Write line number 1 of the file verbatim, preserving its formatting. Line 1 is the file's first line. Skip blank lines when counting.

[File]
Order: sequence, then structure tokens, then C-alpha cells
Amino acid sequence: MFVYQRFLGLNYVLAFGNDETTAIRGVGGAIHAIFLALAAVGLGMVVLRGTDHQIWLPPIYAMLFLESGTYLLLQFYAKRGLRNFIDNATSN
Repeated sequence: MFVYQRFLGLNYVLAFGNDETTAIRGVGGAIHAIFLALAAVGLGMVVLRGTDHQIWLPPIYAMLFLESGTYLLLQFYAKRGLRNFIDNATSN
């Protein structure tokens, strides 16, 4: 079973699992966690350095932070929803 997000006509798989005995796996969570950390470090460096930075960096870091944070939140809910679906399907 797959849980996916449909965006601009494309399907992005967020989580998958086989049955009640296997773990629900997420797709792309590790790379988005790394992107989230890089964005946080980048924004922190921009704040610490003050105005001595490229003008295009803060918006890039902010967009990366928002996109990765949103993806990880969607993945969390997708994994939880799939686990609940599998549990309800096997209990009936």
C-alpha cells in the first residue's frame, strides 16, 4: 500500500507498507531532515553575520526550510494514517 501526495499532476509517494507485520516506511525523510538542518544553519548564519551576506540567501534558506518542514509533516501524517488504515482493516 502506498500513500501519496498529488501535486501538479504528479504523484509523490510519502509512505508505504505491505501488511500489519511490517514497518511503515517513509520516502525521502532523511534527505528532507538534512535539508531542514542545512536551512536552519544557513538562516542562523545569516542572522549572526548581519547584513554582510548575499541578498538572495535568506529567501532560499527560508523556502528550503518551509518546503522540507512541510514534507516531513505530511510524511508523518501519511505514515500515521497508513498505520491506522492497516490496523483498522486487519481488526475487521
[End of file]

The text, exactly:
Order: sequence, then structure tokens, then C-alpha cells